Price Clash Stalls Renewal of U.S.-Russia Uranium Pact
Martha McNeil Hamilton
Washington Post
January 21, 2002
(for personal use only)


USEC Inc., the Bethesda company that takes uranium from Russian nuclearwarheads and sells it o nuclear power plants in the United States, islocked in a isagreement with the Russians over terms for continuing thecontract that expired at year-end.

USEC negotiators are to meet with Russian officials next week in whatmay be a critical onference, although a spokesman for USEC played downits significance.

The Moscow meeting "is part of our continuing negotiations with them,"Charles Yulish said. What happens now is that, as with any negotiations,both parties have o display flexibility and be willing to negotiate anagreement that is good for both parties."

Reaching that agreement has been complicated, according to industry andgovernment officials who have kept tabs on the process. The federalgovernment has a een interest in the ways in which Russia is disposingof its nuclear material and in assuring there is a ready domestic supplyof fuel for nuclear power plants. "They're oth playing hardball," saidone administration official who is familiar with the exchange.

The Bush administration is involved in the negotiations, and relationsbetween the Energy Department and USEC are not cordial, a recentexchange of letters has demonstrated.

The stakes are complicated because the deal has implications forinternational security and affects the fortunes of utilities withnuclear power plants, which can choose among only a handful of fuelsuppliers internationally.

"I am concerned that if the outstanding issues in the negotiation arenot resolved expeditiously, the United States could find itself with anuclear power fuel shortage," Undersecretary of Energy Robert G. Card,wrote to USEC's president on Jan. 8. "I am also concerned that U.S.strategic interests may be at risk if the USEC cannot ensure continuityof shipments of Russian down-blended (highly enriched uranium) to theUnited States."

"I am saddened by the additional distortions and efforts to misrepresentUSEC's positions and capabilities as underscored by your letter to me ofJanuary 8," USEC President William H. Timbers replied two days later.

According to several sources, the Russians are resisting USEC proposalsto lower the price they receive for the uranium because a higheranticipated price was included in the budget that Russian PresidentVladimir Putin sent to the Russian legislature. At the same time, USECis committed to negotiating a lower price for the Russian materialbecause it is already losing money on its deal.

Under an agreement negotiated in 1994, USEC buys processed uranium fromRussia in a deal designed to make the world safer by reducing thesupplies of nuclear weapons. USEC, formerly the U.S. Enrichment Corp.,was a wholly owned government corporation until it was privatized in1998 under a Clinton administration initiative.

USEC has about 70 percent of the market for selling fuel to nuclearpower plants, according to utility companies watching the negotiationsand a complaint filed with the Commerce Department.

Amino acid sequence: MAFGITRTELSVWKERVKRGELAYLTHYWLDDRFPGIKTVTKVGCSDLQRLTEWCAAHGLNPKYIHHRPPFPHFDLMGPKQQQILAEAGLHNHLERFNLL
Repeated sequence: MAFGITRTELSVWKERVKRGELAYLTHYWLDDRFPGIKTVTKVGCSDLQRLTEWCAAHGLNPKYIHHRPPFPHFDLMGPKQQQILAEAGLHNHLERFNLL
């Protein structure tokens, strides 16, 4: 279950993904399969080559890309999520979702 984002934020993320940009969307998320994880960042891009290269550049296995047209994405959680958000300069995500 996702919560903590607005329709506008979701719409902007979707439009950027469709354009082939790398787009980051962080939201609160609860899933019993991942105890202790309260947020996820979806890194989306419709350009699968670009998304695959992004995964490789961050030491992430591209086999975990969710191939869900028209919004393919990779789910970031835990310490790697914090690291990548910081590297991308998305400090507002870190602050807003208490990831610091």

In the complaint, USEC claimed that two European suppliers were"dumping" fuel in the United States -- or selling it at lower pricesbecause of unfair government subsidies. Preliminary decisions have sidedwith USEC, resulting in duties being imposed on fuel sold by Eurodif SA,a company controlled by the French government. If USEC wins a finalruling that it has been damaged by the dumping, the cost of fuel islikely to rise.

The combination of events has alarmed utility companies that operatenuclear power plants. Several utility officials wrote the White Houselast week suggesting that USEC needed more competition. "In USEC'sapparent attempt to negotiate a well-below market price with theRussians, the contract authorizing the terms for this year's deliverieshas yet to be concluded, likely resulting in an interruption to this keysupply as early as March," J.A. Stall, chief nuclear officer for FloridaPower & Light Co. said in a letter to President Bush dated Jan. 16.

In the short term, USEC can continue to supply the utilities with fuel,said James P. Malone, vice president for nuclear fuels for Exelon Corp."However, the inventory isn't infinite."

Apart from the negotiations with Russia, the Energy Department has beeninvolved in negotiating with USEC for guarantees it says it needs toensure a continuing domestic source of nuclear power plant fuel. Theissues include ensuring that production will be maintained at USEC'soperating plant in Paducah, Ky., where a shutdown might hurtconstituents represented by two Kentucky Republicans headed intore-election campaigns, Sen. Mitch McConnell and Rep. Edward Whitfield.

"The decision the government needs to make is whether we want to havedomestic uranium enrichment in this country," said John Longenecker ofLongenecker & Associates Inc. in Del Mar, Calif. He managed USEC duringpart of its transition to a private company and is a consultant in theindustry. "Then, if it does, what is needed to pay for it."
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C. Russia-U.S.

1.
Russia, US To Set Up Working Committees On Disarmament
Zawya
January 21, 2001
(for personal use only)


Russia and the United States are to set up three working groups onmilitary cooperation focusing on strategic disarmament, a leadingRussian negotiator said Monday.